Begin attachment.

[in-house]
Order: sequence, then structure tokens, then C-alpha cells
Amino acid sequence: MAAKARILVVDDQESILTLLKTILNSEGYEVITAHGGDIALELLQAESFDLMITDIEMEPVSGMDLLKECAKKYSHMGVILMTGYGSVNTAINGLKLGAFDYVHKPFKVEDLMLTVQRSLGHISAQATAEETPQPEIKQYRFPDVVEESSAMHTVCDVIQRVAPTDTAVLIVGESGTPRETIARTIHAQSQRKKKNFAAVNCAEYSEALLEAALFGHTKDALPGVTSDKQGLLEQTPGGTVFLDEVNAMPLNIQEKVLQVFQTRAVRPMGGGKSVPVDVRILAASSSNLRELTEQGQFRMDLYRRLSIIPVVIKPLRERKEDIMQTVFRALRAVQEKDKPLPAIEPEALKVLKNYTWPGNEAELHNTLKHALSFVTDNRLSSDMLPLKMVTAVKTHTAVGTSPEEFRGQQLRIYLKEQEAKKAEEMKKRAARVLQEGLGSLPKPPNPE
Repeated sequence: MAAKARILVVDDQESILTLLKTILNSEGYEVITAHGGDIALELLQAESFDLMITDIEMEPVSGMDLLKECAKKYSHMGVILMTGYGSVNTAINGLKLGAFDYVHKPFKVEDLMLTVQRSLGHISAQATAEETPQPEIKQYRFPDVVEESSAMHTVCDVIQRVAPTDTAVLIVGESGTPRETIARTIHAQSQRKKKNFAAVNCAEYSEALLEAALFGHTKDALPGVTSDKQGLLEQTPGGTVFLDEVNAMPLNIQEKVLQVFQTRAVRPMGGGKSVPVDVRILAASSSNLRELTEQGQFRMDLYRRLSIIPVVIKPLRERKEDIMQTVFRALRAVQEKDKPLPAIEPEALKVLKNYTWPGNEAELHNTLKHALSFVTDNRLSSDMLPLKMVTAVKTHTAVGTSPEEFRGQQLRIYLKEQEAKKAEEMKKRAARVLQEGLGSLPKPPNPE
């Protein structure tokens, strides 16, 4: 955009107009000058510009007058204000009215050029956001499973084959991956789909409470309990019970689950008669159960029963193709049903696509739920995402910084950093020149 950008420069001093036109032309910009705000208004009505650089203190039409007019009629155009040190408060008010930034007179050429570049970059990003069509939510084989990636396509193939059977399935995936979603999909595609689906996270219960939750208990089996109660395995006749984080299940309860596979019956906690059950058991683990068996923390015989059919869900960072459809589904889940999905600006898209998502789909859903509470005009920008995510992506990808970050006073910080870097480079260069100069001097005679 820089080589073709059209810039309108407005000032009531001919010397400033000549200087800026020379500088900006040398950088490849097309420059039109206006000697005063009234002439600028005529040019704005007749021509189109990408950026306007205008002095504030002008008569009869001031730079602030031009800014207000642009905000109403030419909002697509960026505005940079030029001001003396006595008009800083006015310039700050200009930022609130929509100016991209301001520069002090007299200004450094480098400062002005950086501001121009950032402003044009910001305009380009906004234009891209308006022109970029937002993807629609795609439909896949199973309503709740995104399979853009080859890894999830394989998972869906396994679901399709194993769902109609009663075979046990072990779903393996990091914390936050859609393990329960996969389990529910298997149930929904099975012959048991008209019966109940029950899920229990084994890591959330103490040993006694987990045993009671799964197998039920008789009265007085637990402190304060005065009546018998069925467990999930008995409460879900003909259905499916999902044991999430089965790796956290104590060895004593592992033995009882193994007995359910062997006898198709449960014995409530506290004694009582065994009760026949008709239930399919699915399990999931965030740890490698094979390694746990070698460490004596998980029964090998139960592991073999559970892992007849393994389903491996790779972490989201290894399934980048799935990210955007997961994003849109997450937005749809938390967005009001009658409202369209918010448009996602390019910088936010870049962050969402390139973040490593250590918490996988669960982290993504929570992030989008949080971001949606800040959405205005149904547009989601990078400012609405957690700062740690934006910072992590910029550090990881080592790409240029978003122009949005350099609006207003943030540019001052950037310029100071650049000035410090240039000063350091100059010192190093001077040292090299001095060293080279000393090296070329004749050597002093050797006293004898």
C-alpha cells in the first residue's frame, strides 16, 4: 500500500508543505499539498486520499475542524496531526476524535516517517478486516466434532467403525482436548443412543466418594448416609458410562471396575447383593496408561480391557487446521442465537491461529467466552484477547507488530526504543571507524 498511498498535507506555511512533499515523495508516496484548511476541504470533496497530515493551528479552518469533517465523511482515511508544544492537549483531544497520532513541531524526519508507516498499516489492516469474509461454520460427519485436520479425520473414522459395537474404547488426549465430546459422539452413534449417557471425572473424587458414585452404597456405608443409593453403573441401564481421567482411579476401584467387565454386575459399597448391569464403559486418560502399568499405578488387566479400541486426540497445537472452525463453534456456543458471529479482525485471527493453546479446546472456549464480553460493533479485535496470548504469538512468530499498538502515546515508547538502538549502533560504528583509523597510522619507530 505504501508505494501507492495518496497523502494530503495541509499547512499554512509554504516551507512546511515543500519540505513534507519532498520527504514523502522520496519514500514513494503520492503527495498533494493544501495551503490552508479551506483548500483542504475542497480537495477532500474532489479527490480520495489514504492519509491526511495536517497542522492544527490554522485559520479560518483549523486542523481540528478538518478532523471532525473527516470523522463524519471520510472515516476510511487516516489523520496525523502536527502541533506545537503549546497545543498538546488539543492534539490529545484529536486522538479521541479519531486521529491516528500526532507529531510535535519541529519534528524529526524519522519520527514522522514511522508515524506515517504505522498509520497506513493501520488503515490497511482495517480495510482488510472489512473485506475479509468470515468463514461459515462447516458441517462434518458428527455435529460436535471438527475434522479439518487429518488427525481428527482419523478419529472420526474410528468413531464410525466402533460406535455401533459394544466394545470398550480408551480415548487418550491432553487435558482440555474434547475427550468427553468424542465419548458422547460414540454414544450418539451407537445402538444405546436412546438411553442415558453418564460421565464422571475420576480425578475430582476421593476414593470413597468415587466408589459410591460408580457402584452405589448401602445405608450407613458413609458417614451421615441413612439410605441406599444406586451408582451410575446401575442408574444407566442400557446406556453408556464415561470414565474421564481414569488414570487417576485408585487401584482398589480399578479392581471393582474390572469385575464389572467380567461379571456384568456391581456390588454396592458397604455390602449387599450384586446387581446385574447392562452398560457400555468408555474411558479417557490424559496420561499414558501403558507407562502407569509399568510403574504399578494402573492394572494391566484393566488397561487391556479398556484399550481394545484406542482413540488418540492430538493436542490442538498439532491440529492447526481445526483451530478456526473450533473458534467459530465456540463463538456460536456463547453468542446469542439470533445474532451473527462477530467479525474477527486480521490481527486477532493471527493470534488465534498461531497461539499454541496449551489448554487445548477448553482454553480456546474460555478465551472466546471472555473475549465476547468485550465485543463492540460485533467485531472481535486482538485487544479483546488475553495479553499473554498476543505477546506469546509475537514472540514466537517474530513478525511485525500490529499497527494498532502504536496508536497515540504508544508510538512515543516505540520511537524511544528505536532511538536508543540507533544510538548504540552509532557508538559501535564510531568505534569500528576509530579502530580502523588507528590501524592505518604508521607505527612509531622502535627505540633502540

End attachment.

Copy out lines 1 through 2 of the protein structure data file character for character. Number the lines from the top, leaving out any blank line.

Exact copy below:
[in-house]
Order: sequence, then structure tokens, then C-alpha cells